Singapore boasts one of the most expensive real estate markets in the world. This is especially the case for private residential properties, since HDB flats are only available for citizens, and thus relatively protected from investor speculations. In order to slow down the market speculation that has driven up property prices, however, the Singaporean government has put in multiple measures to cool investor demand.
So far in 2017, property prices seem to be still falling on average, while consumers’ debt leverage is increasing, a worrying sign for the economy. According to the SRX Property Index, property prices are in overall decline in Singapore, especially for both HDBs and landed private properties. However, while property prices are in decline overall, there were still pockets of price increases in some areas of Singapore. Below, we have prepared a study on property prices in Singapore to help prospective buyers plan out their purchases in advance.
Property Prices Are Generally Falling in Singapore, But Mostly in Central
Data from Urban Redevelopment Authority shows that there were meaningful increases in private property prices in non-central districts, as shown in our map below. Sure, the overall market was in an overall decline, but the most of the decline from the central area (i.e. postal district #9), where the median private property price per square foot declined by -46% to S$1,924 so far in 2017 from S$3,577 in 2016.
Median Price Per Square Foot of All Private Residential Property Transactions by Postal District (SGD)
|Postal District||2014||2015||2016||2017 YTD||% chg|
HDB Prices Are Generally Falling in Singapore, But Not Everywhere
According to the data released by the Housing & Development Board, the median price of 4-room HDBs (the most common type of housing in Singapore) has fallen by -4% in Central so far in 2017 compared to its level in Q4 of 2016. However, the resale price of 4-Room HDBs increased in areas like Toa Payoh and Bukit Merah.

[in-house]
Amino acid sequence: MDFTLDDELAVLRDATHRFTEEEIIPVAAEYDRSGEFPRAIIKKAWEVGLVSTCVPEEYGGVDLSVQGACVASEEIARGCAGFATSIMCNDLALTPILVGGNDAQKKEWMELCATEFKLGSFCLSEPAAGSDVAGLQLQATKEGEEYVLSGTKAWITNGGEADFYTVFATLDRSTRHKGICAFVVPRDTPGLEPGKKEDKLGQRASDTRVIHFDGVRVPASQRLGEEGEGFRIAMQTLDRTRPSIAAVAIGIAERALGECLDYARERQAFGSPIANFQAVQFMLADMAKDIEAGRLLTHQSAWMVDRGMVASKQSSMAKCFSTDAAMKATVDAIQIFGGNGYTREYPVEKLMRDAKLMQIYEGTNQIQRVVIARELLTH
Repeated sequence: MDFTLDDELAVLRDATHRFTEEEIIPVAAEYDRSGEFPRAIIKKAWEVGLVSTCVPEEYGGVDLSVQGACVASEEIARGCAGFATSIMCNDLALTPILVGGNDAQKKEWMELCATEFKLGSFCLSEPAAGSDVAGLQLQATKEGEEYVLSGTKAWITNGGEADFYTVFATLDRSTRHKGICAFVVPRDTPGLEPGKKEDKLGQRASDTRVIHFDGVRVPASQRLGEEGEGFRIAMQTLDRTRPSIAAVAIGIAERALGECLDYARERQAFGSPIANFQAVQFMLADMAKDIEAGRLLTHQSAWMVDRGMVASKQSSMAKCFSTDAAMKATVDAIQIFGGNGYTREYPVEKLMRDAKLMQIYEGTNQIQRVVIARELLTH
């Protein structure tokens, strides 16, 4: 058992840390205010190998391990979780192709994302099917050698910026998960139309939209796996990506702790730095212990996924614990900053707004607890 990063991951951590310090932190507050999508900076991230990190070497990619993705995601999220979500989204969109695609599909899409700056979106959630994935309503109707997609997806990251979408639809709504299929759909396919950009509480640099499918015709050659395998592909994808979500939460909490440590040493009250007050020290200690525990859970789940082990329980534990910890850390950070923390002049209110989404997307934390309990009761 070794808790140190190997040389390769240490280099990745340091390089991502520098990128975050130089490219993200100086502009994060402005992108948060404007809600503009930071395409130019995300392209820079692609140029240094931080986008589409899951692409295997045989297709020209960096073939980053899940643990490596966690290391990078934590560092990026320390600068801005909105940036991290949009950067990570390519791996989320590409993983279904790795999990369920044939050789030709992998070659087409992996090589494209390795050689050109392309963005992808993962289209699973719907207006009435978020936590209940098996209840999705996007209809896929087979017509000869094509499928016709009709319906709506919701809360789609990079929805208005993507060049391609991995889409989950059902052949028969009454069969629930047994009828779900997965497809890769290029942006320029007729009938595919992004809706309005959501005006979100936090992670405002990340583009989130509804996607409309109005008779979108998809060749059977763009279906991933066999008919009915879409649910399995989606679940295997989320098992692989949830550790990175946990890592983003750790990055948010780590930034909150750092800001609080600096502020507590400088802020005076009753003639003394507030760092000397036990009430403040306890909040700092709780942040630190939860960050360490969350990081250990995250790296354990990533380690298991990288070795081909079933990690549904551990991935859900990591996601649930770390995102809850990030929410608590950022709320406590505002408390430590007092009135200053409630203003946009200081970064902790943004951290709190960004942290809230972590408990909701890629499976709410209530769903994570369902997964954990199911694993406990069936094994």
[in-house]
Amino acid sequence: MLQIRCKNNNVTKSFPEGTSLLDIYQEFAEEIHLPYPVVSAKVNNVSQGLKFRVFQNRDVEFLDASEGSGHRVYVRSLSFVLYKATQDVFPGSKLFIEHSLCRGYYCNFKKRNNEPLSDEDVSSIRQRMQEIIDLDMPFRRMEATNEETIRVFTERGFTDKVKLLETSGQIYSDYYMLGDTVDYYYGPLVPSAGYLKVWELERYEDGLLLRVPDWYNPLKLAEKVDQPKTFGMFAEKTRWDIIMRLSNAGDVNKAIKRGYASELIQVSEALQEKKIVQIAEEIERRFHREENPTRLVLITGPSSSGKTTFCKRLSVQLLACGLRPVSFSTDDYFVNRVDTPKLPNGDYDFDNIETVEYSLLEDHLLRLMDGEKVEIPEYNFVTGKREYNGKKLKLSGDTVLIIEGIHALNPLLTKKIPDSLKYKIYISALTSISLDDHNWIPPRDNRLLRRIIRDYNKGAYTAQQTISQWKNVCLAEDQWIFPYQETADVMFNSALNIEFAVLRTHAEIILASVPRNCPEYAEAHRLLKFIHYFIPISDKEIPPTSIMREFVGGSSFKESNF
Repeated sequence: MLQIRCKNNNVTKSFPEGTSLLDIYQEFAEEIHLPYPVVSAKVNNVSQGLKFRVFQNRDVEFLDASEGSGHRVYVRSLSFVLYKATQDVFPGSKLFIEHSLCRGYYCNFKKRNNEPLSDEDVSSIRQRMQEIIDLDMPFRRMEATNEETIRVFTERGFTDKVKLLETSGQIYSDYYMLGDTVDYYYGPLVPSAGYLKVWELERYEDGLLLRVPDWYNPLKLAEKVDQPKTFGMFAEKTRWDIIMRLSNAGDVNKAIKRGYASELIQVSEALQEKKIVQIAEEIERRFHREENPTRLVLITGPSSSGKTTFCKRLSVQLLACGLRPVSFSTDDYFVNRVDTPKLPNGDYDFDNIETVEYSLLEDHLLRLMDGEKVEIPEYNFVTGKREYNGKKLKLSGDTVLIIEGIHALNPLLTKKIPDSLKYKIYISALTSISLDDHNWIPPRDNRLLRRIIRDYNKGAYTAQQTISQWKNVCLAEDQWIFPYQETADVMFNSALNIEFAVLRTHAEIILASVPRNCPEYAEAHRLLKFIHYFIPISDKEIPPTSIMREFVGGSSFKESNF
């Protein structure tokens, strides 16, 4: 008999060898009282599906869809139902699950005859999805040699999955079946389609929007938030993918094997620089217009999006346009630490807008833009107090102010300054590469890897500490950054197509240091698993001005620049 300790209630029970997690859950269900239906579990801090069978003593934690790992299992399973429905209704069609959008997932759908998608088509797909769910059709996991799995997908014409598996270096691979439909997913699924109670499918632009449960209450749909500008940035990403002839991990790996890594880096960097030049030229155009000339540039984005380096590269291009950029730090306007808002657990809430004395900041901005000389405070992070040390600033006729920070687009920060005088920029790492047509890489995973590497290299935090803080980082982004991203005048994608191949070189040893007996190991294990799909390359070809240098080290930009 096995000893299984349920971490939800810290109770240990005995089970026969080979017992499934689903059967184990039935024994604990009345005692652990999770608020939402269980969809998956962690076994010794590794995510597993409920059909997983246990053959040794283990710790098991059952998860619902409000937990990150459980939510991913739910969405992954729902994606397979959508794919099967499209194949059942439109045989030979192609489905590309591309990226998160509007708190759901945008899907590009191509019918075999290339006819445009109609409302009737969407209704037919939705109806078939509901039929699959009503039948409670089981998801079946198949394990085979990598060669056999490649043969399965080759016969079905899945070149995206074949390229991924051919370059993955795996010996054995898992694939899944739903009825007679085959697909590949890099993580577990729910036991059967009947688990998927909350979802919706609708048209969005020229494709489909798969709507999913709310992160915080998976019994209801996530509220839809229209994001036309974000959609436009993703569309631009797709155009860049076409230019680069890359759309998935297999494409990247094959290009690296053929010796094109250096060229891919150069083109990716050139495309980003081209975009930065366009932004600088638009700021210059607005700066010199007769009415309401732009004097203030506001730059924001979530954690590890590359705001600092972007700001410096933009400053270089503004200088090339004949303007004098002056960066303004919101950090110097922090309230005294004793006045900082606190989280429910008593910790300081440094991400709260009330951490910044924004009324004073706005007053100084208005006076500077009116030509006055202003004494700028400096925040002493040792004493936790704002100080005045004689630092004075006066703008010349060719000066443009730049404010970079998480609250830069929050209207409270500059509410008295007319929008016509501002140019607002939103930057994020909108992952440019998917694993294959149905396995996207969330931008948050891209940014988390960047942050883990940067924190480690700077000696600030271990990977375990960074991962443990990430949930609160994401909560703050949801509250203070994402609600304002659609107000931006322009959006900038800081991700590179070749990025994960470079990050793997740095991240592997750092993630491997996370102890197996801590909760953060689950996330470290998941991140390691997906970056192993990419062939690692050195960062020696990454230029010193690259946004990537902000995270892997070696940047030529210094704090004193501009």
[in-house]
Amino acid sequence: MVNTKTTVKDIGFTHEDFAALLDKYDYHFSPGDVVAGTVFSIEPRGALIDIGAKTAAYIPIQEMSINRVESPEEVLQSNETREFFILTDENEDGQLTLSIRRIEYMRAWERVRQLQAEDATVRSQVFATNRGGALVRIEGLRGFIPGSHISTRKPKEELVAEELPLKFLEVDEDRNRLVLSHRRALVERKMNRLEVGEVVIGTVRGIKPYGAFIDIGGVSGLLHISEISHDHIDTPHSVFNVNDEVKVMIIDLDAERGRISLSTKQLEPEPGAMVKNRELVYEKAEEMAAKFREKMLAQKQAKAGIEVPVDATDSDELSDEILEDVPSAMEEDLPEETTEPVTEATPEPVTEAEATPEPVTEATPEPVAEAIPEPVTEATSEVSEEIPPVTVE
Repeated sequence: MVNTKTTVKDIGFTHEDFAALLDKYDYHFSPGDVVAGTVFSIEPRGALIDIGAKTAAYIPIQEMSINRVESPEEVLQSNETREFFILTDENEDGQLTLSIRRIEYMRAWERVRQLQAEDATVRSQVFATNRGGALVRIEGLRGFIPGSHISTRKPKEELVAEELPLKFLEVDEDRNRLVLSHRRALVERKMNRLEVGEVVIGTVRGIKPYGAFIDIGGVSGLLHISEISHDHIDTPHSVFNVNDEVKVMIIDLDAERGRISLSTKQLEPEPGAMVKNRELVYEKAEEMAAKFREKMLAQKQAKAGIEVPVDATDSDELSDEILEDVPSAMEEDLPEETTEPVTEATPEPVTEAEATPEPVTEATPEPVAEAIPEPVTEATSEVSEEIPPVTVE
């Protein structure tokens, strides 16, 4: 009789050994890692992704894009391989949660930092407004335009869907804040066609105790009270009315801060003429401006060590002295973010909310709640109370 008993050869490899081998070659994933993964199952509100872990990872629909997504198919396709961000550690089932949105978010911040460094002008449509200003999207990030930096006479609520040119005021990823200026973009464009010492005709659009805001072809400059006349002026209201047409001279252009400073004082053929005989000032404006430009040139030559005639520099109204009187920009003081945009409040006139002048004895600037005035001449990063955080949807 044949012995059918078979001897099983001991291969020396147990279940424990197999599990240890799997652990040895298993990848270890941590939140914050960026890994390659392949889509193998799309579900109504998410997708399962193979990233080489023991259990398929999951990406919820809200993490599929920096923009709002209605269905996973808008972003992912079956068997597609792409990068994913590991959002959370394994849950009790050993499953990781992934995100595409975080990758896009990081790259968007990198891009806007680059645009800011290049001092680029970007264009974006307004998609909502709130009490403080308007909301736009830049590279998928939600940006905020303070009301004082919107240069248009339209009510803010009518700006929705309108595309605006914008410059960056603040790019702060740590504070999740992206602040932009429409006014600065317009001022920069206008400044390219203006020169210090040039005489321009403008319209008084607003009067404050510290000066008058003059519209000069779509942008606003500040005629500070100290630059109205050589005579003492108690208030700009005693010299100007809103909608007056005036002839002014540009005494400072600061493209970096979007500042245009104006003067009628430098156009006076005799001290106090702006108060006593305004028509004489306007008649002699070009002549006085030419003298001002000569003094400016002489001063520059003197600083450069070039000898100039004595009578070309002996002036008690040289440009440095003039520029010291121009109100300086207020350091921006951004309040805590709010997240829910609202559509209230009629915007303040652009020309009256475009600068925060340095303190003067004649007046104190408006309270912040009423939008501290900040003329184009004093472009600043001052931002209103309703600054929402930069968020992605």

Median Resale Price of 4-Room HDB Flat by Town (SGD)
|Town||Q4 2014||Q4 2015||Q4 2016||Q1 2017||% chg|
|Ang Mo Kio||418,000||464,000||469,000||460,000||-1.90%|
|Choa Chu Kang||418,000||353,000||345,000||343,000||-0.60%|
*Asterisks (” * “) refer to cases where there are less than 20 resale transactions in the quarter for the particular town and flat type. The median prices of these cases are not shown as they may not be representative
Falling Prices, but Rising LTV Ratio: Worrying Sign?
The average loan-to-value (LTV) ratio in Singapore has risen from 48% in 2014 to 53.4% by Q1 of 2017. While this may reflect consumer’s willingness to borrow more in face of historically low interest rates, 3-month SIBOR has actually increased from about 0.4% in 2014 to 1.0% recently. Consumers may be less able to fund their property purchase with their own money, and may have become more reliant on bank home loans in spite of higher interest rates and lower property prices, a trend we also observed for car purchases.
We analysed the housing transaction data from 2014 to April 2017 provided by both Urban Development Authority and Housing Development Board. For private residential properties, we gathered transaction data on each sale (new sale, resale and subsale) for every type of property in each of the 28 postal districts in Singapore. For HDB data, we collected HDB’s qarterly median resale price for each type of HDB property from Q1 of 2014 to Q1 of 2017.
By comparing median price instead of the average price, we attempted to account for potential skews caused by atypical transaction prices. For private residential properties, we normalized prices by calculating price per square foot to make each period comparable. For HDBs, we compared the median transaction prices of 4-room HDB flats, which represent the highest proportion of housing in Singapore.
For private properties, we compared the median price in 2017 (Jan to April), compared to the median price of 2016 due to a smaller size of transactions in each quarter of 2016. In contrast, there were a record number of transactions so far in 2017, making its median number more representative. As for HDB price trends, we compared the Q1 2017 median price of 4-Room HDB flats to Q4 2016 prices to get to the most recent trends.